Tuesday, February 23, 2016

Effective Feedback Promotes Thinking

“Good Job!” “Excellent Work!!” “Way to Go!” were phrases I used frequently, either verbally or written in the margins of an assignment. As a young teacher, I assumed the more praise I gave to students, the more they would be motivated to learn and behave. However, according to research, my feedback was actually having the opposite effect on student achievement. As Dylan Wiliam, an internationally recognized leader in the development of formative assessment, explains in this video, my praise was more ego involving as it was more focused on the “person’s position in the class.” His comments made me realize that students would have been better off if I would have “just shut up” instead of providing feedback that wasn’t task involving. If the goal is to increase academic achievement and internal motivation, feedback should be more task-oriented where comments are more specific to the task and requires the receiver of feedback to think.

Tara Olson, a former English teacher at Horizon Middle School who recently took the position of instructional coach, said she uses feedback in conjunction with a self-monitoring tool for her students.
The students self-assess their writing assignment, which they also use as a checklist for their final draft. Tara mentioned that she and the students usually agree on the scores; however, if there is a discrepancy, she and the student know that the inconsistency is merely an indicator of where attention should be focused. An example of this is noted in the punctuation section, “Commas! This will be one of your goals for next quarter.” As you can see, the feedback Tara is giving to this student is more task-involving. The specific feedback, such as, “After all the excitement, the ending seemed abrupt.” results in the student thinking about next steps in adjusting the conclusion.

Another example of effective feedback that promotes student thinking is communicated electronically in Rhiannon Roemmich’s Wachter Middle School English classroom. The feedback is immediate, task-oriented, and requires action/thought on the receiver’s end. At times, the teacher is using questions as a form of feedback, which requires students to think about how to answer the questions.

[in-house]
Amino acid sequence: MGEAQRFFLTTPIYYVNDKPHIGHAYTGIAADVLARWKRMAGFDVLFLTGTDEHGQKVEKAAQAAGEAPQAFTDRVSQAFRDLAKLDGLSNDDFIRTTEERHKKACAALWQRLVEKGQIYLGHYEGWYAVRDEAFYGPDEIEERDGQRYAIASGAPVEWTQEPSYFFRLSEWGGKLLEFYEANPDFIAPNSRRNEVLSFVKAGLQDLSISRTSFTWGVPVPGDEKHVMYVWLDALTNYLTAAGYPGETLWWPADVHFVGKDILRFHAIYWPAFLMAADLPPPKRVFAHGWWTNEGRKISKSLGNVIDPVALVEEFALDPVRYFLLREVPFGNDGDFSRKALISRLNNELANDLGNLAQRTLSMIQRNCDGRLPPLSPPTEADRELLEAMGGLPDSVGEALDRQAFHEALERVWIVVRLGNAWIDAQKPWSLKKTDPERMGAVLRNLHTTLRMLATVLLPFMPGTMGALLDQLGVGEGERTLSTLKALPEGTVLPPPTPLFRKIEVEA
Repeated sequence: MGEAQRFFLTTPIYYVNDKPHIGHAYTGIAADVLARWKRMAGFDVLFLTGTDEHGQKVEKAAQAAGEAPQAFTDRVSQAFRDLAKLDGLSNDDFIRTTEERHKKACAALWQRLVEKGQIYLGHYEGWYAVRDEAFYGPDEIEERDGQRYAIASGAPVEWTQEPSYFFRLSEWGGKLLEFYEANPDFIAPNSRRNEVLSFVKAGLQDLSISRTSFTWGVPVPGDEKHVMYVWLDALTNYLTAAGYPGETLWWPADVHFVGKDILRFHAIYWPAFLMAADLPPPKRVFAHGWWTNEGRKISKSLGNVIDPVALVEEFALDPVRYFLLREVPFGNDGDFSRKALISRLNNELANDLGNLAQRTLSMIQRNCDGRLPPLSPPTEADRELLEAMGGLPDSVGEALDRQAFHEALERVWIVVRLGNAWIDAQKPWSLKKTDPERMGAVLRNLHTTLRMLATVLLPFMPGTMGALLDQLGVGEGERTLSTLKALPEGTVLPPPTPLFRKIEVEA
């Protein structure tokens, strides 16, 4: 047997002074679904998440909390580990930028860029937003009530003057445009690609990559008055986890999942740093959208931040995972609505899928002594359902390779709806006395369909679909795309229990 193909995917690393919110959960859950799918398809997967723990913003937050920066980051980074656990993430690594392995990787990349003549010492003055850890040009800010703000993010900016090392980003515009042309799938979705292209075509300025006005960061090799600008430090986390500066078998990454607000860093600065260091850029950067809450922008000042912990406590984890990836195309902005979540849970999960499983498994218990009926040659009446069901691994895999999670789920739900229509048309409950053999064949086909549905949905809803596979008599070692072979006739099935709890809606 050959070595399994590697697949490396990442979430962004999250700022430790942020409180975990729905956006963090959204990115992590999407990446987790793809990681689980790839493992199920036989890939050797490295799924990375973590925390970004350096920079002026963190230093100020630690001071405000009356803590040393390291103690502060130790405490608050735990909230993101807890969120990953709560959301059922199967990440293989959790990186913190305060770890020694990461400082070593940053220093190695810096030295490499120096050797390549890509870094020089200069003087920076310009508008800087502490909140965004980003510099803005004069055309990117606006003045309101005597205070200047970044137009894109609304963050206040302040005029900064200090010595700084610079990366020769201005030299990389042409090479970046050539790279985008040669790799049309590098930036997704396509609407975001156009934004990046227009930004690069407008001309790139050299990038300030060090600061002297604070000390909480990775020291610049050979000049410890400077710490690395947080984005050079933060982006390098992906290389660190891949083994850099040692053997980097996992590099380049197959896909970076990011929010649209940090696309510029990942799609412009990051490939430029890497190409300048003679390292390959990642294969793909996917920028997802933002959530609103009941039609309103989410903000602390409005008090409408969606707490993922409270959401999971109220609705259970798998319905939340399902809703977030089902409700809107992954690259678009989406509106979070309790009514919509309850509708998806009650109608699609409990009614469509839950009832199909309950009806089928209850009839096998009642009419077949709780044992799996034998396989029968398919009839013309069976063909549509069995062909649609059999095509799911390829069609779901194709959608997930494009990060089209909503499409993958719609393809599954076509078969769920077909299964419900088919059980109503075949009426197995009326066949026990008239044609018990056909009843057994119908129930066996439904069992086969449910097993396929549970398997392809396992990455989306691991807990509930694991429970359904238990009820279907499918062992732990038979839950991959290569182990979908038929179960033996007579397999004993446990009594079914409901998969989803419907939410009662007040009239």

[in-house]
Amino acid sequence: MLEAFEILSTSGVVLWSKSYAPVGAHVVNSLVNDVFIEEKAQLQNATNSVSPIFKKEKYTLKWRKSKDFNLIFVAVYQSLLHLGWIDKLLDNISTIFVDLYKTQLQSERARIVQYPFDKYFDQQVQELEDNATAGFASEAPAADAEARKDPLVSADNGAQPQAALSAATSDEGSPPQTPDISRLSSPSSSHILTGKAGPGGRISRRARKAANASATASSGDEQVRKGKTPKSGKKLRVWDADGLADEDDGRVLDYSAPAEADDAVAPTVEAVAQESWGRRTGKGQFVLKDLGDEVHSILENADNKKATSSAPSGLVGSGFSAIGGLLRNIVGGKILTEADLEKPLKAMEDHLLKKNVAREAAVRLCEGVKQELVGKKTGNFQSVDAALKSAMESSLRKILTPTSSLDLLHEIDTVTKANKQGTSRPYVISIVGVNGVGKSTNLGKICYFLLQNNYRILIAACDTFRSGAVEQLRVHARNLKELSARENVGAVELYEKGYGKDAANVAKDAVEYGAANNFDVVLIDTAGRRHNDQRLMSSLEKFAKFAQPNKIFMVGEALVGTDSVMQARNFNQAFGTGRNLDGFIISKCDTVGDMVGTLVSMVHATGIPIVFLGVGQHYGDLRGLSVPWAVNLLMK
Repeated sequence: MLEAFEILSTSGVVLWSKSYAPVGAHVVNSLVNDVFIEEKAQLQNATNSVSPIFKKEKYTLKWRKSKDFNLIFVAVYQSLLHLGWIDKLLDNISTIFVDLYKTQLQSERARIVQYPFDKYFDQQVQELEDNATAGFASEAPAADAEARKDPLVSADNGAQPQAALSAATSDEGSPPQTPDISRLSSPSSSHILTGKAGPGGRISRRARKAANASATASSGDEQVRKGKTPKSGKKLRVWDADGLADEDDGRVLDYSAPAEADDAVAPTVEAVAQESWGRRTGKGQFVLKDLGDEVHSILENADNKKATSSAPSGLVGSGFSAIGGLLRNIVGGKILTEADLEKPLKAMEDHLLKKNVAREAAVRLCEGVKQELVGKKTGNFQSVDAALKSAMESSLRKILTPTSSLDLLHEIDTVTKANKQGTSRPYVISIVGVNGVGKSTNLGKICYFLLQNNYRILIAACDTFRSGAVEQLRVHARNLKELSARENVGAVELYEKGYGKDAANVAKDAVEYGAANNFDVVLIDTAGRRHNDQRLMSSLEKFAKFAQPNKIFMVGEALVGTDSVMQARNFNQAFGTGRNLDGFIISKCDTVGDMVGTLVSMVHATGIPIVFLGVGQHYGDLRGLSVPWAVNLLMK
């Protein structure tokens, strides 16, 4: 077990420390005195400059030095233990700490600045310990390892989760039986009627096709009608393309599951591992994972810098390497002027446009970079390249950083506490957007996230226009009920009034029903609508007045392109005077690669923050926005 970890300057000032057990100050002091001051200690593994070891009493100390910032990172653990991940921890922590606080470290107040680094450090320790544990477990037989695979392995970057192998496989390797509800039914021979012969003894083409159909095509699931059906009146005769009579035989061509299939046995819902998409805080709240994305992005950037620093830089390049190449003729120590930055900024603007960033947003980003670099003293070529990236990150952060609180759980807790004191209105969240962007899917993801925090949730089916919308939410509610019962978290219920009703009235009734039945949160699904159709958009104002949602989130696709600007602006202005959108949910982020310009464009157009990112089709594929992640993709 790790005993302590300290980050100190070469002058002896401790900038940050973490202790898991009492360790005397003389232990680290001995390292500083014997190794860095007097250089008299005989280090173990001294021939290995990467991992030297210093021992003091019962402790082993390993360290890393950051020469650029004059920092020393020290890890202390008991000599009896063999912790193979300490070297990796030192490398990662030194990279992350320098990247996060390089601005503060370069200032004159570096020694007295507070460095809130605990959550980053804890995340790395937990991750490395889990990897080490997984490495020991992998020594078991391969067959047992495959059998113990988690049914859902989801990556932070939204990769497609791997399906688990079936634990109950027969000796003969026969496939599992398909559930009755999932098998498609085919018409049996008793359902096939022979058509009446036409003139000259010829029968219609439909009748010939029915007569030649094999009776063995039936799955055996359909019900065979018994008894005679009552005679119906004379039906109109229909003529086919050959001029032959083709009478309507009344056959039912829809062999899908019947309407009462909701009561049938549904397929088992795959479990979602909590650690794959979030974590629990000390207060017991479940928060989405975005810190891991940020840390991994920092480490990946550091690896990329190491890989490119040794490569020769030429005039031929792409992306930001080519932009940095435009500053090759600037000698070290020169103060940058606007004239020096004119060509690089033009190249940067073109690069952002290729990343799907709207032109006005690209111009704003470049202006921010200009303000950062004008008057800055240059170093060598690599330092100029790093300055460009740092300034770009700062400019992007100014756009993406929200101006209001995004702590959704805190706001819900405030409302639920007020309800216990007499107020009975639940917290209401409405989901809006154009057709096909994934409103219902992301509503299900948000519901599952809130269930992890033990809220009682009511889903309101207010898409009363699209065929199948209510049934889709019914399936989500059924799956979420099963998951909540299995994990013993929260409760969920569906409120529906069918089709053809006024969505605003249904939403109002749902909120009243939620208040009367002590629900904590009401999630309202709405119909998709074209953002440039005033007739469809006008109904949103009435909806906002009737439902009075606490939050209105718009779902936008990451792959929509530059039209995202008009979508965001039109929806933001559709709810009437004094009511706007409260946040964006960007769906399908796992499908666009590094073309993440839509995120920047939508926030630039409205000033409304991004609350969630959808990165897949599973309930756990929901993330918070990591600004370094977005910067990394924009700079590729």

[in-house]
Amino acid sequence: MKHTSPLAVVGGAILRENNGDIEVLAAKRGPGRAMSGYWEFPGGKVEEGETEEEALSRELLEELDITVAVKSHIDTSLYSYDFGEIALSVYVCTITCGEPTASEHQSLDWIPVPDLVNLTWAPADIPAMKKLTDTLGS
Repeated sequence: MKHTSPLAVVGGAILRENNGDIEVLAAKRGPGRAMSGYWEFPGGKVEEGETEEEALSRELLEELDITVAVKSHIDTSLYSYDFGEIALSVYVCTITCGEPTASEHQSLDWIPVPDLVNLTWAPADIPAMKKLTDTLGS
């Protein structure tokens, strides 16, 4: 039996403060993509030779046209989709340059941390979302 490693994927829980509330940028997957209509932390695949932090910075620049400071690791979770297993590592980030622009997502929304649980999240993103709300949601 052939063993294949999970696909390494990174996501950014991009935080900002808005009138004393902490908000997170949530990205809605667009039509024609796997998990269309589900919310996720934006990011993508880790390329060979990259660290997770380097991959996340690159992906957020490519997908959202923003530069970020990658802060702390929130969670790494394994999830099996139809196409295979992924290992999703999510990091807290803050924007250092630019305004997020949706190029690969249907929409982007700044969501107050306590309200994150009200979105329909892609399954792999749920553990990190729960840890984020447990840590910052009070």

Effective feedback is a very time consuming task for teachers; however, according to John Hattie’s Influences and Effect Sizes Related to Student Achievement, feedback made the top ten in the list of 138. A critical component of the “Piagetian programs” - ranked the second most effective influence in student achievement - is student metacognition.  Student metacognition, which focuses on the “thinking processes” is also directly tied to effective feedback.  
It appears that from Wiliam’s comments in the video and the synthesized results from Hattie, students who have a high success rate:
  • understand the learning expectation
  • are asked to self-reflect on their level of proficiency
  • receive task-involving feedback from teachers with time for revision

Opportunities you DON’T WANT TO MISS:
  • Designing blended environments can often assist in providing effective feedback in the classroom. If teachers are interested in release time for development of automated feedback through a variety of electronic systems, please contact Rebecca Savelkoul at Rebecca_Savelkoul@bismarckschools.org.
  • If you are interested in learning more about giving task-involving feedback, contact Pat Phillips at Pat_Phillips@bismarckschools.org to join the Summer Formative Assessment Academy.

A comprehensive list of resources is also available through the BPS resource A Pocket Guide to Standards-based Education.

Thursday, February 04, 2016

Every Once in a While You Need to Catch Your Breath

It seems the only constant in education these days is that it is changing (with perhaps one very important constant). It is easy to forget how far we have come and the celebrations we should be sharing.